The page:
While there is a kernel of truth to that contention -- big, populous, expensive state newly early on the calendar makes it tougher on candidates -- another way of approaching the analysis of the impact is to look at how things would be in 2020 without California alongside seven or more other states in early March.

After all, there are already states in that position on the calendar for 2020 and California was not alone in 2017 in looking at moving its primary there. Legislation to move primaries to the beginning of March was also put forth in Arkansas and North Carolina this year (and in Nebraska in 2016). No, those efforts were not successful, but movement in the year following a presidential election is atypical. It just is not a priority for most legislators until the year before a presidential election. Additionally, the three caucus-turned-primary states for 2020 -- Colorado, Maine and Minnesota -- have a history of contests on that same date or in early March. It would not surprising to see those new primaries end up next to California. And Georgia would likely strongly considered setting its date there again if the remnants of the SEC primary remain on the date. [Georgia "Gardner-ized" its primary scheduling process ahead of 2012, allowing the secretary of state the power to set the date. It resets every cycle. More on this below.]

None of this even considers other states that may also look at this early March position between now and mid- to late 2019.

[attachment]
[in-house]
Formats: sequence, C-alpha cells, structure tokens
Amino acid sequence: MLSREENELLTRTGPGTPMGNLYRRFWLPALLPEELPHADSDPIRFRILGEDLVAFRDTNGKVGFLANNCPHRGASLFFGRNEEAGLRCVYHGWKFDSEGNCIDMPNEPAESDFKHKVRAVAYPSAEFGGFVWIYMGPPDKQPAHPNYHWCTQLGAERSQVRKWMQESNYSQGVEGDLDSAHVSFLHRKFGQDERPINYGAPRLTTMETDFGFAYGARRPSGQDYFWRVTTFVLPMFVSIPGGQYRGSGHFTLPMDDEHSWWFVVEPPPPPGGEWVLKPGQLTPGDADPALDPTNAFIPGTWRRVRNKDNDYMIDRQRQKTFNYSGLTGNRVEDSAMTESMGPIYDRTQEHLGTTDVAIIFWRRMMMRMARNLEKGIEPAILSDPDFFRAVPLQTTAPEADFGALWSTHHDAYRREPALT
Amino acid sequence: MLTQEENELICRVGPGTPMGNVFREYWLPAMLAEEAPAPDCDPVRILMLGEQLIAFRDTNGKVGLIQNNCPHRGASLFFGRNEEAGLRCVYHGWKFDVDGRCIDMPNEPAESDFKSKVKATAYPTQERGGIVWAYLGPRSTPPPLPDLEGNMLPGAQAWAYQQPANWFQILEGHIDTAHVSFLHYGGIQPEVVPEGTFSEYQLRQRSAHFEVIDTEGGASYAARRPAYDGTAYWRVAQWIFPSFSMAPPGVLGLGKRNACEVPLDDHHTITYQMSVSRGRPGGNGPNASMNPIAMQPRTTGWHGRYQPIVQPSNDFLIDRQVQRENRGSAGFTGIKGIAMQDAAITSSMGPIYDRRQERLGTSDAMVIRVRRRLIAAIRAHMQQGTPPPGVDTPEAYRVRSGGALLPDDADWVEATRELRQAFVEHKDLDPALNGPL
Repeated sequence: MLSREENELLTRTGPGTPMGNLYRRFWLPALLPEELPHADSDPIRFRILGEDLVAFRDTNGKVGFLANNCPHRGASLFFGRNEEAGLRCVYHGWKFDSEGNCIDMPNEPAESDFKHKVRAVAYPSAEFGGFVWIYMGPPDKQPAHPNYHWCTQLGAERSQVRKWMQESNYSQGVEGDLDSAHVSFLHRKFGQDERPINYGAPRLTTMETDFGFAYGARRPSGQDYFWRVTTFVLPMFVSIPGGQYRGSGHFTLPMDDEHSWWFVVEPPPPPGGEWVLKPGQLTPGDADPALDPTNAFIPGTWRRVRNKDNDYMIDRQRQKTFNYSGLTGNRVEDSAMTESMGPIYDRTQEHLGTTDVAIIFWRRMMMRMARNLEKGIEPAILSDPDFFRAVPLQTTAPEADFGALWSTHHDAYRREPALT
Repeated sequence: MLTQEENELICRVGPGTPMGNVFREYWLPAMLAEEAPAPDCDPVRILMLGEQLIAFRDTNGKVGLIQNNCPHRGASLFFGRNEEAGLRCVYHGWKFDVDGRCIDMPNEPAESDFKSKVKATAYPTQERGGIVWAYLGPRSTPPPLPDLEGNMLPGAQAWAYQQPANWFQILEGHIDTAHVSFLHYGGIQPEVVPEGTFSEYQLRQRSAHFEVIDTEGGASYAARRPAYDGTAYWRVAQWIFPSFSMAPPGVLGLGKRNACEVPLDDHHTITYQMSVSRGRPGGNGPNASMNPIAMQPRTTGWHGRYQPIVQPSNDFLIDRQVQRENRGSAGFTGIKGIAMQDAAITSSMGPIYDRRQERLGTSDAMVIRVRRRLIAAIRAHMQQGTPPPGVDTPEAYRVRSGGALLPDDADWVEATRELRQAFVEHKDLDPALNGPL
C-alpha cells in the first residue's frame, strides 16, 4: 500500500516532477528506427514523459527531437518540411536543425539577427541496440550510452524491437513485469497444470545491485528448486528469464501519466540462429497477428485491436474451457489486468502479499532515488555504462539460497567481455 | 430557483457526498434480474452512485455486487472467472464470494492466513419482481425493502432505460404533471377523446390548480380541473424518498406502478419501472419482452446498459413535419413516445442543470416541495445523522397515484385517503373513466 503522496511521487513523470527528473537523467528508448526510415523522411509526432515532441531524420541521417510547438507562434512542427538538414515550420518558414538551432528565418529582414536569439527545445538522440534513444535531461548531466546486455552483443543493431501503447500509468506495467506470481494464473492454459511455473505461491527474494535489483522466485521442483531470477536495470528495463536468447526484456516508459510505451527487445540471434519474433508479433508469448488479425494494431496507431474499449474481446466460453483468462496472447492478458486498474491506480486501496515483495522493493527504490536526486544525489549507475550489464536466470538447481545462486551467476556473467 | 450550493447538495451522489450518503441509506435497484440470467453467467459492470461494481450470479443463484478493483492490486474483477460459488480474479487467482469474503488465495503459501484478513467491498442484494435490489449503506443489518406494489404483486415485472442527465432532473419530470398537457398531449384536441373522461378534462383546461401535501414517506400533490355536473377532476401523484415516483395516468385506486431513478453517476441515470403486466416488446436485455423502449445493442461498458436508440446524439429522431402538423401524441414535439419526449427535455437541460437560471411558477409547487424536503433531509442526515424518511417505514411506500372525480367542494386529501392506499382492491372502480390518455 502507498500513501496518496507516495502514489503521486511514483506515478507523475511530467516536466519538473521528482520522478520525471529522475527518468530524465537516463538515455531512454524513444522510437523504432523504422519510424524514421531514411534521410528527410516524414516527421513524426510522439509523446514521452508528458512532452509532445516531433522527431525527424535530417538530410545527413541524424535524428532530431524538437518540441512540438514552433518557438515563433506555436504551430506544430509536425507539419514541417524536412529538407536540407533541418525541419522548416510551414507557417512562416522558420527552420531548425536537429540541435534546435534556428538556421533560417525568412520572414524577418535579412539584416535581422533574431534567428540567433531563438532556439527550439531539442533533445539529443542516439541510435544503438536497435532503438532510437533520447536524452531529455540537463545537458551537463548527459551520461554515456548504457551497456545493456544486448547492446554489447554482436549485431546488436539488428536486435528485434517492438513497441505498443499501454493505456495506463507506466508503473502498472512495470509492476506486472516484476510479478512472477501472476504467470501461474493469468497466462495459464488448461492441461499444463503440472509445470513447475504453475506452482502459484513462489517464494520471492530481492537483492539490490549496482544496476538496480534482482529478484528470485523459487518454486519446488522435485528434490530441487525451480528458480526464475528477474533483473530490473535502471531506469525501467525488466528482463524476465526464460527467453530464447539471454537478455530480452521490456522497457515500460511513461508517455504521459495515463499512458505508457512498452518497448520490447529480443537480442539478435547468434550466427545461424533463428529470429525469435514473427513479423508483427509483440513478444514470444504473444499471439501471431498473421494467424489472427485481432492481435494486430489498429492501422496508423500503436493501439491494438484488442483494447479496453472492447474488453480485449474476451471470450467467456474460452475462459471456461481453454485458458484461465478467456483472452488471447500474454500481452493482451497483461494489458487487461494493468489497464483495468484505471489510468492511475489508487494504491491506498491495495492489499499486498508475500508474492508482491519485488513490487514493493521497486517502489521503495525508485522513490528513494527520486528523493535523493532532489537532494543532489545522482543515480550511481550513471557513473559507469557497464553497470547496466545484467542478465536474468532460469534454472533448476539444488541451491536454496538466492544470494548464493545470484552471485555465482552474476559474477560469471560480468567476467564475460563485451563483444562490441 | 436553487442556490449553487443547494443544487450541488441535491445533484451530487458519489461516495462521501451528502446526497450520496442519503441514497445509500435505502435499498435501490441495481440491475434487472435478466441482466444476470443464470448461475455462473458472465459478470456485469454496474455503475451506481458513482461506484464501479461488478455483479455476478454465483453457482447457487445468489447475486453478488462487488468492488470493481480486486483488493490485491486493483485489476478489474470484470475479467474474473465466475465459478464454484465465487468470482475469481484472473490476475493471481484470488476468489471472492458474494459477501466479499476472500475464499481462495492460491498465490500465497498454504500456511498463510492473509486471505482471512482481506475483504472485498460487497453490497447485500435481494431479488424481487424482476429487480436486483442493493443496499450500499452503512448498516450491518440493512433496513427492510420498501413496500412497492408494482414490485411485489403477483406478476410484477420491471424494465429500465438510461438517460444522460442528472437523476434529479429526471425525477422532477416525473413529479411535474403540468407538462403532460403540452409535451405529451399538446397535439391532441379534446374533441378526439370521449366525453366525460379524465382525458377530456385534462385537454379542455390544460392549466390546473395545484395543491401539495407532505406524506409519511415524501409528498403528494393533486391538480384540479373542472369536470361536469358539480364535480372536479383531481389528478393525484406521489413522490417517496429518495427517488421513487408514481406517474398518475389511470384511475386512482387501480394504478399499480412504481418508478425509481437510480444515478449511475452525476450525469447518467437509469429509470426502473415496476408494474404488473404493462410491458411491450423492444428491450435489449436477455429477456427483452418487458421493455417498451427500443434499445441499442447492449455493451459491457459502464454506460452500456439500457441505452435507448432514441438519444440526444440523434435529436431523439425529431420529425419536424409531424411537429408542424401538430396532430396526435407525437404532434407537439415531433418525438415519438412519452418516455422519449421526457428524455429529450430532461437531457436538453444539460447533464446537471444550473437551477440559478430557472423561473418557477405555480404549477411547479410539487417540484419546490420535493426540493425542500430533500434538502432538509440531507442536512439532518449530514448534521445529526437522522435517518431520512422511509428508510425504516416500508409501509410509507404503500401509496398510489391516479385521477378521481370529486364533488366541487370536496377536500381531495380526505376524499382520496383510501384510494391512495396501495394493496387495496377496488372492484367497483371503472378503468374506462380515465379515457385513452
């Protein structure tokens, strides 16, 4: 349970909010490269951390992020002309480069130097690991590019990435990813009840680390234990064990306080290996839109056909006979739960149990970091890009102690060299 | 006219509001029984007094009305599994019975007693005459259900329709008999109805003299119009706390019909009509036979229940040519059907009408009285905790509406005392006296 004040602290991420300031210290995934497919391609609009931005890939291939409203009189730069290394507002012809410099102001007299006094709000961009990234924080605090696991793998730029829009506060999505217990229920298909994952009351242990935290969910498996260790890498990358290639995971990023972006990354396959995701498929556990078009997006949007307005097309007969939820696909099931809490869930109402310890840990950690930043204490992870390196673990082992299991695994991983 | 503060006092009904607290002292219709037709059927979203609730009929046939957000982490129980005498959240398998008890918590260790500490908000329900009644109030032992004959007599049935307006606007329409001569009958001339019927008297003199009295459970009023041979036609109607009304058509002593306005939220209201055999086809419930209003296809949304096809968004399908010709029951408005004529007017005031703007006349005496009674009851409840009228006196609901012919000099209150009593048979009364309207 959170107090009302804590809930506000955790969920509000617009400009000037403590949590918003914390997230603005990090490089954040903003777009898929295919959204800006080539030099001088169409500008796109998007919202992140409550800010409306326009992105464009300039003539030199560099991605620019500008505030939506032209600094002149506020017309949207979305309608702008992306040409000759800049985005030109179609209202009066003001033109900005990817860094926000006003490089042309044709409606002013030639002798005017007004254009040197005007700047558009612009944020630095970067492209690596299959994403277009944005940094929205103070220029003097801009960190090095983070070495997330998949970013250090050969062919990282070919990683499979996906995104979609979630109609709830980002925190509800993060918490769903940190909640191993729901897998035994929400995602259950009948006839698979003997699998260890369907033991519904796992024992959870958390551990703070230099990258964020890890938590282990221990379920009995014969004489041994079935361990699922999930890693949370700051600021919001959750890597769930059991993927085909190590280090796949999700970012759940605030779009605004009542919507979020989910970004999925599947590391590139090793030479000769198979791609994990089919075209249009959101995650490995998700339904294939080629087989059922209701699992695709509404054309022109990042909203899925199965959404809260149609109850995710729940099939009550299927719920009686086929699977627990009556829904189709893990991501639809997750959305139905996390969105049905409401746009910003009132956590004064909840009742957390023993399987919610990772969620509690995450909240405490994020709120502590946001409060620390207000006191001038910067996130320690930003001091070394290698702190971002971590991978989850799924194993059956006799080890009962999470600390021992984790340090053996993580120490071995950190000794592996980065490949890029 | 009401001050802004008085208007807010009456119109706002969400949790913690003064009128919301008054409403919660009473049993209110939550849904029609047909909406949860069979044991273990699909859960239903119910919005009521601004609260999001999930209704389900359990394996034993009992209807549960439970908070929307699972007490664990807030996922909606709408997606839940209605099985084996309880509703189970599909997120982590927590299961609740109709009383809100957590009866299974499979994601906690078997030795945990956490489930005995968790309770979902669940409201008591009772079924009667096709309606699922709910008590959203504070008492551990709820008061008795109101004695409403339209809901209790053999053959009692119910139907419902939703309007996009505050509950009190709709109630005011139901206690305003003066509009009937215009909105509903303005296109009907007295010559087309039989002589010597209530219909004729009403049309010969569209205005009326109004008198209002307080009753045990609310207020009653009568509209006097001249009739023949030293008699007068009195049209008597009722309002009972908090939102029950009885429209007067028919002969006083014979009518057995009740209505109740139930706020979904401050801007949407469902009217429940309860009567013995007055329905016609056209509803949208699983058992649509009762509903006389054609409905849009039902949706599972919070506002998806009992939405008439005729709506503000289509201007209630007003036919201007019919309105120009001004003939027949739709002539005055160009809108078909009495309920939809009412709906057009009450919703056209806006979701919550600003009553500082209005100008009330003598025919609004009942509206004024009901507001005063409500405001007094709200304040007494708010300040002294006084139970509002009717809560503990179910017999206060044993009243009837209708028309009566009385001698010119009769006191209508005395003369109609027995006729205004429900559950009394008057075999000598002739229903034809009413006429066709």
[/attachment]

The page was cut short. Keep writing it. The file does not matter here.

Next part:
The point here is to highlight the fact that California has chosen a landing spot on the calendar that tends to be overly clustered with other contests and has typically allocated the most delegates of any date on the calendar in most cycles. That was certainly true in 2016. With or without California, the point on the calendar most often dubbed Super Tuesday was going to be super anyway. That creates an obstacle -- having to compete in many places at once -- for candidates that has usually separated the wheat from the chaff (if that winnowing had not already occurred to some degree during the preceding invisible primary and early contests).

Yes, California adds to that burden from a delegates and expenditures standpoint, but what is the marginal effect adding the Golden state to the mix on Super Tuesday? Do any more candidates drop out because of their -- California's -- addition to the line up? In real time, in the midst of primary season, probably not many. The effects will most likely be felt during the invisible primary, where much of the nomination maneuvering has transitioned to throughout the post-reform era.

Now, to be clear, this California move is endogenous to candidate decision-making. Prospective candidates may look at a slate of contests that includes California, Texas and others and say, "Hey, I can't compete with the fundraising (or endorsements, media attention, organization) of candidate X! I'm not running." But again, I am skeptical that those candidates would not arrive at the conclusion even if California still had a June primary in 2020.

And to be fair to Walter Shapiro, who wrote the article cited in the "Point" above, we really do not have a clear and specific answer to the the question of how Democrats will adapt to super PACs in 2020. The Republican experimentation in 2012 and 2016 likely indicates the limits, but the Democrats lag in that experimentation in the primaries phase following an uncompetitive race in 2012 and a battle in 2016 where super PACs and the Citizens United decision were negatively viewed.

Point III: